Biotic barriers to colonizing new hosts by the cinnabar moth Tyria jacobaeae (L.) (Lepidoptera: Arctiidae) Public Deposited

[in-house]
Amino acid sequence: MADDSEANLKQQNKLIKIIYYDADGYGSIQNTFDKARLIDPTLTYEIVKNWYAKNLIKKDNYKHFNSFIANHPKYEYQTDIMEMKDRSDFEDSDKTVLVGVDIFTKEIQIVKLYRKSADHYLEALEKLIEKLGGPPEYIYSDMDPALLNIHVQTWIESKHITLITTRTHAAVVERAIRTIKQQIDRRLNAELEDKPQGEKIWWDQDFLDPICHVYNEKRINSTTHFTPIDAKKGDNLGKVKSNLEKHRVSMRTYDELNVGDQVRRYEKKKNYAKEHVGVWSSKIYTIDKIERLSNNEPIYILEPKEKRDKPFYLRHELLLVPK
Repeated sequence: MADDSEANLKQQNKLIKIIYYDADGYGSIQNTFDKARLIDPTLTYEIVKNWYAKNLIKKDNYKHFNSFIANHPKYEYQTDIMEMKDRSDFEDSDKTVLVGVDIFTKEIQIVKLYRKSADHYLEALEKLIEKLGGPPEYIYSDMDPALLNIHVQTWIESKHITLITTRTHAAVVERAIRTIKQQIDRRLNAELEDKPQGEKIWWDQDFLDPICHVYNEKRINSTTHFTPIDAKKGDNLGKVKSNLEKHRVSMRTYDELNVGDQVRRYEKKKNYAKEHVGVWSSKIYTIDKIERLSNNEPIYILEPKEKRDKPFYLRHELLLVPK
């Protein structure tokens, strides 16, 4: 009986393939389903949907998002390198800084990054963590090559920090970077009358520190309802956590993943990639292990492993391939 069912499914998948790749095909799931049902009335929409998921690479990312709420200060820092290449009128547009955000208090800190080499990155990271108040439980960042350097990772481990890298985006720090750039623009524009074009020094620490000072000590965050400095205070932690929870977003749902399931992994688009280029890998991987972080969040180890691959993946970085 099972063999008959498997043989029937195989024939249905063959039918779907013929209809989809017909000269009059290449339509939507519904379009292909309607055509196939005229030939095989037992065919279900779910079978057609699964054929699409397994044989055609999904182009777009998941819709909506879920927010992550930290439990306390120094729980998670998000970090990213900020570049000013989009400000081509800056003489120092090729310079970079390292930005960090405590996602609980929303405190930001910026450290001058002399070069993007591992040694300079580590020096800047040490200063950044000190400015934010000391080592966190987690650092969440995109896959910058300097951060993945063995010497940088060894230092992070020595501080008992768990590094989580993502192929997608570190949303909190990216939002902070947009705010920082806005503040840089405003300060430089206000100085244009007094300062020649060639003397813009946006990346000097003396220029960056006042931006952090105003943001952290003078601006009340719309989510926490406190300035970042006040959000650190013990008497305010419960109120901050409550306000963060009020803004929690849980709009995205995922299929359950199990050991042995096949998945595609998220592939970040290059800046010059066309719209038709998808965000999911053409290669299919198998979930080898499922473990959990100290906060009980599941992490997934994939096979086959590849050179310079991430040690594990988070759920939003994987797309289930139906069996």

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  • The cinnabar moth (Tyria jacobaeae (L.), Lepidoptera: Arctiidae) is an icon in population ecology and biological control that has recently lost its shine based on evidence that (1) it is less effective than alternatives (such as the ragwort flea beetle Longitarsus jacobaeae (Waterhouse) (Coleoptera: Chrysomelidae) for controlling ragwort Senecio jacobaea L. (Asteraceae), (2) it eats nontarget plant species (including arrowleaf ragwort Senecio triangularis Hook. (Asteraceae), a native North American wildflower), and potentially harms the animals that depend on these native plant species, and (3) it carries a disease (caused by a host-specific microsporidian Nosema tyriae). This presents us with an opportunity to study whether poor nutrition and disease might constrain colonization of new hosts by this phytophagous insect and thereby mitigate risk of biological control to nontarget plant species. We evaluated the interactions within a tritrophic system composed of the cinnabar moth (herbivorous insect), its Old and New World Host plant species, and its entomopathogen (Nosema tyriae) both at the individual and population levels in a controlled environment. Chapter one concentrates on the two trophic (herbivore-host plant) interactions, addresses the importance of the preference and performance relationship, and the reasons why we might observe a weak relationship between preference and performance. Performance was measured both by vital rates and by population dynamic parameters, and we conclude that the projected population growth rate of the cinnabar moth population is the best indicator of host suitability. We found a positive correlation between preference and performance in the cinnabar moth (Tyria jacobaea) on Old World and New World host plants. The second chapter incorporates the third trophic level, the pathogen Nosema tyriae, and measures the individual and interacting effects of pathogen dose and host plant species on the performance of the cinnabar moth. It concludes that all cinnabar moth vital rates (rates of growth, development, survival, and reproduction) decrease with the increasing dose of pathogen (Nosema) spores. Vital rates generally were lower on the New World host S. triangularis compared to Old World host S. jacobaea. The projected population growth rates of cinnabar moth populations were more sensitive to low infection dose in cinnabar moth populations on the New World host S. triangularis compared to the Old World host S. jacobaea. At high pathogen doses, the effect of the pathogen was so overwhelming that no effect of host could be expressed. In conclusion, we observed a strong positive correlation between preference and performance of the cinnabar moth on the New World and Old World test plants. In the most successful new host-herbivore association, the cinnabar moth was more vulnerable to the impact of the natural enemy on New compared to Old host plant species.
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